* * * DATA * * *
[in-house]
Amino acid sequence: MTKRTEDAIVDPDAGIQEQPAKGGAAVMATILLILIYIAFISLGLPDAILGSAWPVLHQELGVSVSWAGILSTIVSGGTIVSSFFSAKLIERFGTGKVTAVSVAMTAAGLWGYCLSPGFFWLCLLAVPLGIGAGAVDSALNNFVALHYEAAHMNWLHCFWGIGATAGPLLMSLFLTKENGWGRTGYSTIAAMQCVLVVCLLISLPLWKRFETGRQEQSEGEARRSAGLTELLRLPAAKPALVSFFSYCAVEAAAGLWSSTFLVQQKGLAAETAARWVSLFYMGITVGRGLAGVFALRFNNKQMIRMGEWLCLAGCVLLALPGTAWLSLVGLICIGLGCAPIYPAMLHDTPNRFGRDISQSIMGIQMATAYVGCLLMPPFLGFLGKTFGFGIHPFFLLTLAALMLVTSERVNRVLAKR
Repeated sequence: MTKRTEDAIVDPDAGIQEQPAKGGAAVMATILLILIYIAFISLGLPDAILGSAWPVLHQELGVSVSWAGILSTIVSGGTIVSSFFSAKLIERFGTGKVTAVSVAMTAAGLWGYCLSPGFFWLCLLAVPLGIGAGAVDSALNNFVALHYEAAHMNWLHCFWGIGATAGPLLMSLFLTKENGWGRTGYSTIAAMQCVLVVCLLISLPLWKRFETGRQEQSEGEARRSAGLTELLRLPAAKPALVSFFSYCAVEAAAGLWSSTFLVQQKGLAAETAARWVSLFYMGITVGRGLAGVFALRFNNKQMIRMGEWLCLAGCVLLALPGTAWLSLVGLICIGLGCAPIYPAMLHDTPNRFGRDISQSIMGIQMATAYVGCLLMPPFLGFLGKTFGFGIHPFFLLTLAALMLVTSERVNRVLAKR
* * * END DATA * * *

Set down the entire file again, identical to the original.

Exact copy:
[in-house]
Amino acid sequence: MTKRTEDAIVDPDAGIQEQPAKGGAAVMATILLILIYIAFISLGLPDAILGSAWPVLHQELGVSVSWAGILSTIVSGGTIVSSFFSAKLIERFGTGKVTAVSVAMTAAGLWGYCLSPGFFWLCLLAVPLGIGAGAVDSALNNFVALHYEAAHMNWLHCFWGIGATAGPLLMSLFLTKENGWGRTGYSTIAAMQCVLVVCLLISLPLWKRFETGRQEQSEGEARRSAGLTELLRLPAAKPALVSFFSYCAVEAAAGLWSSTFLVQQKGLAAETAARWVSLFYMGITVGRGLAGVFALRFNNKQMIRMGEWLCLAGCVLLALPGTAWLSLVGLICIGLGCAPIYPAMLHDTPNRFGRDISQSIMGIQMATAYVGCLLMPPFLGFLGKTFGFGIHPFFLLTLAALMLVTSERVNRVLAKR
Repeated sequence: MTKRTEDAIVDPDAGIQEQPAKGGAAVMATILLILIYIAFISLGLPDAILGSAWPVLHQELGVSVSWAGILSTIVSGGTIVSSFFSAKLIERFGTGKVTAVSVAMTAAGLWGYCLSPGFFWLCLLAVPLGIGAGAVDSALNNFVALHYEAAHMNWLHCFWGIGATAGPLLMSLFLTKENGWGRTGYSTIAAMQCVLVVCLLISLPLWKRFETGRQEQSEGEARRSAGLTELLRLPAAKPALVSFFSYCAVEAAAGLWSSTFLVQQKGLAAETAARWVSLFYMGITVGRGLAGVFALRFNNKQMIRMGEWLCLAGCVLLALPGTAWLSLVGLICIGLGCAPIYPAMLHDTPNRFGRDISQSIMGIQMATAYVGCLLMPPFLGFLGKTFGFGIHPFFLLTLAALMLVTSERVNRVLAKR